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TsooRad is a blog for John Weber. John is a Lync Server MVP (2010-2013). My day job is titled "Principal Consulting Engineer" - I work with an awesome group of people at CDW, LLC. I’ve been at this gig in one fashion or another since 1988 - starting with desktops (remember Z-248’s?) and now I am in Portland, Oregon. I focus on collaboration and infrastructure. This means Exchange of all flavors, LCS/OCS/Lync, Windows, business process, and learning new stuff. I have a variety of interests - some of which may rear their ugly head in this forum. I have a variety of certifications dating back to Novell CNE and working up through the Microsoft MCP stack to MCITP multiple times. FWIW, I am on my third career - ex-USMC, retired US Army. I have a fancy MBA. One of these days, I intend to start teaching. The opinions expressed on this blog are mine and mine alone.

2009/10/28

Users unable to join LM session, MEET NOW button not working, LM functions grayed out.

In the middle of a deployment - an OCS R1 to R2 migration - we noticed that the LM functions were not working.  LM worked for the individual workstations when connecting to a remote session initiated by a federated partner.  The meeting policy at the global level was created, edited, and assigned correctly.

We noticed that we had neglected to run the Web Conferencing validation tests.  We had a tick box on our checklist, we had just overlooked it.  Running the validation wizard revealed that the validation connection checks were failing to successfully contact the MCU on either of the Front End servers.  We double-checked everything, and concluded that everything on the OCS side was correct.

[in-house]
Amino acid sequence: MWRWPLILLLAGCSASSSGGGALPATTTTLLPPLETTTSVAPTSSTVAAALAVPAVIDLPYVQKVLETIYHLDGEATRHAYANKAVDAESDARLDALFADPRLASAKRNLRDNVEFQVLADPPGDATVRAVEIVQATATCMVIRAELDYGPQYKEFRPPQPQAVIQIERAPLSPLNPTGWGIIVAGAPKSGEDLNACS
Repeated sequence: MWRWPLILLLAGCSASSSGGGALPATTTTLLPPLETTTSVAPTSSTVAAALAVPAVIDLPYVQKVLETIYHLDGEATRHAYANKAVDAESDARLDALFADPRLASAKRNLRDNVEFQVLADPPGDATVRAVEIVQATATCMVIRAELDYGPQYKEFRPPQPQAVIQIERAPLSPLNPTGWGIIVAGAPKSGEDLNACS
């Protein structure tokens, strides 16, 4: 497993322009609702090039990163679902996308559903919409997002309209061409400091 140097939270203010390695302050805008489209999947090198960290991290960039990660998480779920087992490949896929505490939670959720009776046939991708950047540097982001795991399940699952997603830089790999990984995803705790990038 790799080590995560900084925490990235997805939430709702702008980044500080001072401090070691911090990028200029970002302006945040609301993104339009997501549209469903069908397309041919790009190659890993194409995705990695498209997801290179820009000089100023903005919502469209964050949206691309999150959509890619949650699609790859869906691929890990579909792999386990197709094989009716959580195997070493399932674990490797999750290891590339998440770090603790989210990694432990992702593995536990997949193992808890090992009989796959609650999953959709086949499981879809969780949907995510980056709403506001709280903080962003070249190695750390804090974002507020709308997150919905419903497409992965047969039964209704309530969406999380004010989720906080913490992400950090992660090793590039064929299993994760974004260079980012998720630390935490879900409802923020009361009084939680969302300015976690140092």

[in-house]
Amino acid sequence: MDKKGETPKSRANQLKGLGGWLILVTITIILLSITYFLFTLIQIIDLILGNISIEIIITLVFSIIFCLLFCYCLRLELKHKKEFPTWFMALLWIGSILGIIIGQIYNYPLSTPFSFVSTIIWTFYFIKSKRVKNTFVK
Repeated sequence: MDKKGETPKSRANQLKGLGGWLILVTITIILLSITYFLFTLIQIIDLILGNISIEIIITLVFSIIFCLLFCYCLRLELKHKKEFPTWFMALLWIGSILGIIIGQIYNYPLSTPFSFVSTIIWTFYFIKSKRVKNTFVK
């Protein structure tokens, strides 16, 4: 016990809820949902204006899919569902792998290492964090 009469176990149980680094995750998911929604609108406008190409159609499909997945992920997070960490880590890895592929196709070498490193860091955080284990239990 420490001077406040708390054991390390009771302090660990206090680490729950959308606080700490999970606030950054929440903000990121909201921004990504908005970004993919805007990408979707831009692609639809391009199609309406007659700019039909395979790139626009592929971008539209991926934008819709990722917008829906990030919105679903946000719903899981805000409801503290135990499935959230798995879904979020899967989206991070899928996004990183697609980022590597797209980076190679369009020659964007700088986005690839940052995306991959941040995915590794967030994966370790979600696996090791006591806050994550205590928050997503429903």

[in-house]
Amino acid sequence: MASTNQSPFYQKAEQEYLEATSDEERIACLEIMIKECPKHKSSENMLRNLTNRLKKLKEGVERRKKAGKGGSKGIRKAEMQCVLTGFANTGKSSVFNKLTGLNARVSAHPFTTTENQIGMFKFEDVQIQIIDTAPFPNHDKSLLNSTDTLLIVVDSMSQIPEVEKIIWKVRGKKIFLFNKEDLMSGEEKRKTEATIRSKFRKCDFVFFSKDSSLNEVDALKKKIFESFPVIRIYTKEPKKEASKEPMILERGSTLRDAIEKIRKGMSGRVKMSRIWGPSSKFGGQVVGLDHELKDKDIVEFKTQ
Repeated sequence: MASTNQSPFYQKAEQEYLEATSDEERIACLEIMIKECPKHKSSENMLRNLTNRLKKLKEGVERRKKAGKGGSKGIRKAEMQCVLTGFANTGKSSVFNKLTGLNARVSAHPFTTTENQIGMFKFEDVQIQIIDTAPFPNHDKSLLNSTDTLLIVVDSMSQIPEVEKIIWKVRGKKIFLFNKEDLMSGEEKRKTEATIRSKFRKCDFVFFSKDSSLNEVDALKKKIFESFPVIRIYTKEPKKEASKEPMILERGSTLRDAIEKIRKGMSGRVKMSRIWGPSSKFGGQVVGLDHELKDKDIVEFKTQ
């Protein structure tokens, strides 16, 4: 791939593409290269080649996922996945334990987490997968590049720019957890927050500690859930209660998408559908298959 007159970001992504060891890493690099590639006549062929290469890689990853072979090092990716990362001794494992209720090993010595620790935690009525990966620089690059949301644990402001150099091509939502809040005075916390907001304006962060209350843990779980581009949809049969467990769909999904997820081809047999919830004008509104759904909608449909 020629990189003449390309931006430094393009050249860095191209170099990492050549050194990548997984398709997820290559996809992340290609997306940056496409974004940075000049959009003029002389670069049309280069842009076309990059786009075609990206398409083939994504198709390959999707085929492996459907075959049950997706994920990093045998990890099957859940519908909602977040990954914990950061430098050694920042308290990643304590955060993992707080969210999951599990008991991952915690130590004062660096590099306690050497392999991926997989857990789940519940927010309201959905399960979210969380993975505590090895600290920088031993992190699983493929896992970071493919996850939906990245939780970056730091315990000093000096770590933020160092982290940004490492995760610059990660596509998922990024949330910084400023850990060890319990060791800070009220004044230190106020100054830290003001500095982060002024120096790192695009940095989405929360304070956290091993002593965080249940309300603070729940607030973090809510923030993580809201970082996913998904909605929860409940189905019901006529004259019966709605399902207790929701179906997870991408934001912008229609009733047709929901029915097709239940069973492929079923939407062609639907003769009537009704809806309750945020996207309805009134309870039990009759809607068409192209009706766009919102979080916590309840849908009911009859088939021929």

“Aha,” says we.  “Must be a certificate issue.”  Except that we were using good public certificates on all the interfaces for the FE servers.  Bummer.  Except, I then read this blog article.

Oddly, this was so on target it floored me.  I used the solution that changed the usage on the Trusted Root Certificate to “ALL” - voila!  problem resolved.  I don’t know who exactly wrote this, and what follows is a cut ‘n paste and edit of the relevant parts of that blog that fixed my issue. Many thanks to the unknown CSS engineer (Dave) who took the time to write this up.

Event Type:    Error
Event Source:    OCS MCU Infrastructure
Event ID:    61013
User:        N/A
Computer:    OCS1
Description:
The process DataMCUSvc(2596) failed to send health notifications to the MCU factory at https://OCS1.contoso.com:444/LiveServer/MCUFactory/.
Failure occurrences: 3491, since 3/24/2009 10:05:18 PM.

If you run the Web Conferencing validation wizard from the OCS Pool, you may find the following error in the output log: